Adept as he is with contemporary media, Collins, who holds an master's degree in sculpture and new forms from UCLA, is also steeped in art history. He's as intrigued as any Renaissance artist by optics and illusions. Quite a few of his works draw on anamorphosis, an optical trick dating from the 15th century; it entails making a distorted image that only looks "normal" when you look at it through a specific device. The Renaissance artist might have used a lens; Collins deploys the camera.

Collins' "St. Jerome and the Problem of Translation" reprises a fragment of Dürer's "St. Jerome in His Study." In the original engraving, a skull, a grim reminder of mortality, sits on a shelf in the saint's room. Collins has pulled the skull out and splattered it onto the museum wall; a dripping white shape, it's made of a contemporary plaster-like material called hydrocal. Only when we peer through a little video camera, hanging conveniently nearby on an IV pole, do we re-vision the icky white mass as a skull. The video camera, angled just so, becomes the anamorph.

Another piece in the same vein, "Virtual America III," is a savage map, torn and frayed into a big piece of green cardboard. The map looks at first like a big wound: It doesn't coalesce into the 50 states we know so well until we look at it through the anamorphic camera. Seen in black and white, it's a sad and tiny little thing, a United States stripped of its strength.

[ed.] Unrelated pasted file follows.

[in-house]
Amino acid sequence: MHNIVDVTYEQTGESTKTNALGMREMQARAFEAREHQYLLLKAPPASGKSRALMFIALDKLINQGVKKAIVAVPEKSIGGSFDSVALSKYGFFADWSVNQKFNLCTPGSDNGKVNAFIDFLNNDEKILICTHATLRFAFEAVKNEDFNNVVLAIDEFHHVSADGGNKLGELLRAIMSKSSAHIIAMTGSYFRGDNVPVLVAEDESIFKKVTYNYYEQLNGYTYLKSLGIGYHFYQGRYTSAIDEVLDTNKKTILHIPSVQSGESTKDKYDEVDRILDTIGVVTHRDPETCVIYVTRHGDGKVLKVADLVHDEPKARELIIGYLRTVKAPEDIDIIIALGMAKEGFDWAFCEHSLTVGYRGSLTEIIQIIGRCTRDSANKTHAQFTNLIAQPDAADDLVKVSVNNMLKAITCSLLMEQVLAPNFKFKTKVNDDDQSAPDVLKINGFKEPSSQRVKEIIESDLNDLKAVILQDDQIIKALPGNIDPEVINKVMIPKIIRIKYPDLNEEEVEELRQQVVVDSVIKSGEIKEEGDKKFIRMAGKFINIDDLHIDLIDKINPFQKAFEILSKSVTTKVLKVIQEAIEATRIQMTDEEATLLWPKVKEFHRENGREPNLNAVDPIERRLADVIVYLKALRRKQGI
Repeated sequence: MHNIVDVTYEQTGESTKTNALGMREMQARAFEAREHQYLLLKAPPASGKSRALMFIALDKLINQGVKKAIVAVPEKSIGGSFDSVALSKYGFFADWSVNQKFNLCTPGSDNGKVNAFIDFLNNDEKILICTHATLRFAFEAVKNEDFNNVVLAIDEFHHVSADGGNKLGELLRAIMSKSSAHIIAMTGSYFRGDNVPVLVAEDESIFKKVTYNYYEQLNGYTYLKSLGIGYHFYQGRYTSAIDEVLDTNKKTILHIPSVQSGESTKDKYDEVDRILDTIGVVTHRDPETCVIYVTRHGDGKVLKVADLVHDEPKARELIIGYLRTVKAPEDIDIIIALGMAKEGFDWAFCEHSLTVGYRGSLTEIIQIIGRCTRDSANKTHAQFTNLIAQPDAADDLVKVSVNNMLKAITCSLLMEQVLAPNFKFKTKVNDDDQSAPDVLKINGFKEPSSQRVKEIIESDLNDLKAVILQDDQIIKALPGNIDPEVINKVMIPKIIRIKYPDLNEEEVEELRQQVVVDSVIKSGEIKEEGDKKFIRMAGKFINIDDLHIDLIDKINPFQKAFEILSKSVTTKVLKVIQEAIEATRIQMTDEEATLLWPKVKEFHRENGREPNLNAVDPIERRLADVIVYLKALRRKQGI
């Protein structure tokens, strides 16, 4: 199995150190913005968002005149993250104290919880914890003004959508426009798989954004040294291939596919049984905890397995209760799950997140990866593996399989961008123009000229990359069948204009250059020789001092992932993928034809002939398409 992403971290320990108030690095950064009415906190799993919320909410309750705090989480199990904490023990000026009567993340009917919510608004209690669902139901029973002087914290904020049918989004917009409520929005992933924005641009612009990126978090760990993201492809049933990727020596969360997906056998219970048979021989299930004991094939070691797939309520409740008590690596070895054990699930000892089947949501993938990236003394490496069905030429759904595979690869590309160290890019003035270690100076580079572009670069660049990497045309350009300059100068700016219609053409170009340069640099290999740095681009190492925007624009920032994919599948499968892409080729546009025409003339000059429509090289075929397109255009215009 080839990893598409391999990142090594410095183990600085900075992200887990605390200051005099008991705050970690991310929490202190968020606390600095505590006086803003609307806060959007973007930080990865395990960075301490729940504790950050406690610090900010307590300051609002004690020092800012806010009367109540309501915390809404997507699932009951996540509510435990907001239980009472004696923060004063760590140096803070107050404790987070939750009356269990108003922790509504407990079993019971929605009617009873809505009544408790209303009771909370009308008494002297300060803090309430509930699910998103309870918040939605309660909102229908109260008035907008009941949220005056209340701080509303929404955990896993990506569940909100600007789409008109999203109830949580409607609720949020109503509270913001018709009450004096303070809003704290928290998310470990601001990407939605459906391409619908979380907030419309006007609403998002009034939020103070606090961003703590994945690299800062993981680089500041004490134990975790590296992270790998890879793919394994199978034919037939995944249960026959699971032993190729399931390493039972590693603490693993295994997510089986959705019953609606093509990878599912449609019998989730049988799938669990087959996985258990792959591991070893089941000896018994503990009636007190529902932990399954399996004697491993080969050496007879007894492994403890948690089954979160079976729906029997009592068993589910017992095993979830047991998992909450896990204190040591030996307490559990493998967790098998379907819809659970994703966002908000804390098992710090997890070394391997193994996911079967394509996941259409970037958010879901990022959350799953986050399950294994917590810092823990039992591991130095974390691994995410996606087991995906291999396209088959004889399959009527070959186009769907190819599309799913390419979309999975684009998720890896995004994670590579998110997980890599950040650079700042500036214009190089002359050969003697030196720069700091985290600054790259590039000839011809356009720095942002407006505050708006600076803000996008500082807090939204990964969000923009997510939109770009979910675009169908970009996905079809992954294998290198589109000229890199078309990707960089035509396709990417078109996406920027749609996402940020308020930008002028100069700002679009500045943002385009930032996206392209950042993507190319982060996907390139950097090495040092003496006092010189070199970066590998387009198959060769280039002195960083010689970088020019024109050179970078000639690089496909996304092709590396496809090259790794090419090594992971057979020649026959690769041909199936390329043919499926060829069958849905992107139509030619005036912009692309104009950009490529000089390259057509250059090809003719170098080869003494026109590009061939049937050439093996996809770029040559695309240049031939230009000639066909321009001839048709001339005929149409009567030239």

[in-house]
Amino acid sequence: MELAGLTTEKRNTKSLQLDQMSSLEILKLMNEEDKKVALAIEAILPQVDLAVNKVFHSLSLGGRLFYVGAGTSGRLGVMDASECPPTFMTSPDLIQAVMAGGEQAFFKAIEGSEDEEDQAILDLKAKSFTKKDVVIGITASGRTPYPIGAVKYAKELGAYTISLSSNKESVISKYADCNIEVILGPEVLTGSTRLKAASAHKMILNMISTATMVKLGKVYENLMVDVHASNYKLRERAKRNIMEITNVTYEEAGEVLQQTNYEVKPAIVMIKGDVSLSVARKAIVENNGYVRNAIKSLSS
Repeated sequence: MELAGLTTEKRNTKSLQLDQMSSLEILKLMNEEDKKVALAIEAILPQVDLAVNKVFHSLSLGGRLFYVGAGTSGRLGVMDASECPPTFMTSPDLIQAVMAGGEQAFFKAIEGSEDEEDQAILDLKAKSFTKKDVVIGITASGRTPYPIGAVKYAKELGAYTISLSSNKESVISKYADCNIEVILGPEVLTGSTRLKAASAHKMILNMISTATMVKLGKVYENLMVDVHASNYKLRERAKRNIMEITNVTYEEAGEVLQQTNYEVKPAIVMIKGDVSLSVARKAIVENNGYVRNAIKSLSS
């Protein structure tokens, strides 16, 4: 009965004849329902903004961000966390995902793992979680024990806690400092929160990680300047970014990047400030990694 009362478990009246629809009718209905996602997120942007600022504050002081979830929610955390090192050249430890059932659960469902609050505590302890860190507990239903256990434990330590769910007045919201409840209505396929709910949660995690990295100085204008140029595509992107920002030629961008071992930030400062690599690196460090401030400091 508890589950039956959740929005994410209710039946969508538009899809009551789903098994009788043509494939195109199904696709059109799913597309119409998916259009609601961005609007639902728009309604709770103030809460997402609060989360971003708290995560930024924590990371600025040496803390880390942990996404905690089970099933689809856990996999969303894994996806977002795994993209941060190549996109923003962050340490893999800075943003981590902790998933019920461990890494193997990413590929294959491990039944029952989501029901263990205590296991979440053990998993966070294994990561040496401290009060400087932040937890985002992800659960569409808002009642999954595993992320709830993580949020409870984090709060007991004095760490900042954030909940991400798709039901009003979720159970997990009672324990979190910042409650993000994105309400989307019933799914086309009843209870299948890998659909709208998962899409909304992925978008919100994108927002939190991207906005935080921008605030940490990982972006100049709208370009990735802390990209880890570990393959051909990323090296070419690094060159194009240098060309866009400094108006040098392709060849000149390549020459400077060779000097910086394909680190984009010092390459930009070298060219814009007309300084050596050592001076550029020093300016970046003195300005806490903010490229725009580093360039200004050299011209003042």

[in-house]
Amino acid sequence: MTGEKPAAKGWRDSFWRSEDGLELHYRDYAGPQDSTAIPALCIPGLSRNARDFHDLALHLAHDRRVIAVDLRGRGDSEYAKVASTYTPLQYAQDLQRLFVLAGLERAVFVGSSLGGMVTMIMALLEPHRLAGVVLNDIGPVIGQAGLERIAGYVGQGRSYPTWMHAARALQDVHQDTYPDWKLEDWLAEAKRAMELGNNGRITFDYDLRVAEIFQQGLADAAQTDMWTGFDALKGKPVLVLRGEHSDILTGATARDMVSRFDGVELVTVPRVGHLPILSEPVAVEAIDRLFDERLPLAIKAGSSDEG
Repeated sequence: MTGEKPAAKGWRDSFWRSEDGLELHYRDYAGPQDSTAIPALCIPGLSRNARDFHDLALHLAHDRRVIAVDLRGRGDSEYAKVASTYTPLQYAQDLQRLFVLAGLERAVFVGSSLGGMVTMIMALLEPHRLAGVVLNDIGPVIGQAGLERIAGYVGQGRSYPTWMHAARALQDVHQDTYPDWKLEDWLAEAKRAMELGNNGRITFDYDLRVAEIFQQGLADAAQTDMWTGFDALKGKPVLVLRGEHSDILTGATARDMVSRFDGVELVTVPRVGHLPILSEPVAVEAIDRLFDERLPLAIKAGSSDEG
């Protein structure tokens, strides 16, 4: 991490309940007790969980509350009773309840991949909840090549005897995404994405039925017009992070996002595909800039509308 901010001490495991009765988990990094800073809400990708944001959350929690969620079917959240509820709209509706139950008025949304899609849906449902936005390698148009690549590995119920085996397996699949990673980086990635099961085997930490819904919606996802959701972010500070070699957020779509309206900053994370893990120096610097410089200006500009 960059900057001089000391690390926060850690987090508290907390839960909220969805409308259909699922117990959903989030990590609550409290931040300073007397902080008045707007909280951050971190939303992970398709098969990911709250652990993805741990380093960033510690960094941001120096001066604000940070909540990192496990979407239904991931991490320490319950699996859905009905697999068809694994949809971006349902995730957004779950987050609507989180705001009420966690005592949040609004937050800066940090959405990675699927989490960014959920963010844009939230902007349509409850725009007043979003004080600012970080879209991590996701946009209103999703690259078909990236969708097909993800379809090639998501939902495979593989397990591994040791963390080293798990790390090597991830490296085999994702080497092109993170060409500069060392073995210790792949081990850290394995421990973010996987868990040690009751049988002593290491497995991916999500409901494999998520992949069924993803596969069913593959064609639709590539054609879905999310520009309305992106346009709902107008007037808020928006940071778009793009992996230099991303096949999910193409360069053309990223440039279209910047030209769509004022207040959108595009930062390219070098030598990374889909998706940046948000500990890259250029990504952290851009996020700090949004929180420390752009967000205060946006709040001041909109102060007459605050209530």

Collins also ventures into more conventional 3-D sculpture, but he gets to it via unconventional means. He's master and commander of his sculptural operations, but it's machines that do the grunt work. Collins feeds digital images into a computer, which then orders another machine to carve the actual sculpture. The results have the tactile attractions of more conventional sculpture--three-dimensionality, alluring materials--while luxuriating in the reproductive powers of high tech. Collins has made an exact copy of his elderly mother in "Speaking Like Adults," but he's made her miniscule, the better to demonstrate the sad diminution of powers in old age.

Collins' family portraits--including more sculptures of himself and his mother, and computer-manipulated pictures of his sisters--are another reason to like this inventive artist. He's using the latest techniques at his command, but he hasn't abandoned compelling content.

He even goes back to Adam and Eve in "Semiotics in Paradise." Based again on a Dürer work, this one reproduces a print of our apple-eating ancestors--minus Eve. You can only see Eve if you look into the video monitor on the wall behind the print. But where does this Eve come from?

The trusty Bambrough supplies the answer. She's been scrawled directly onto the museum wall. Drawn in powdered graphite, she's maybe 30 feet long and so distorted, so elongated, so compressed, as to be completely unrecognizable. Without the museum guard scurrying down the ramp to point out which giant sloping curve represents her hair and which her hand, one would be hard pressed to figure it all out. The anamorphic camera does the rest, and turns this sprawling mass into a quite acceptable facsimile of the Dürer Eve.

Kudos to Collins. And to Bambrough. Let's give the man a raise.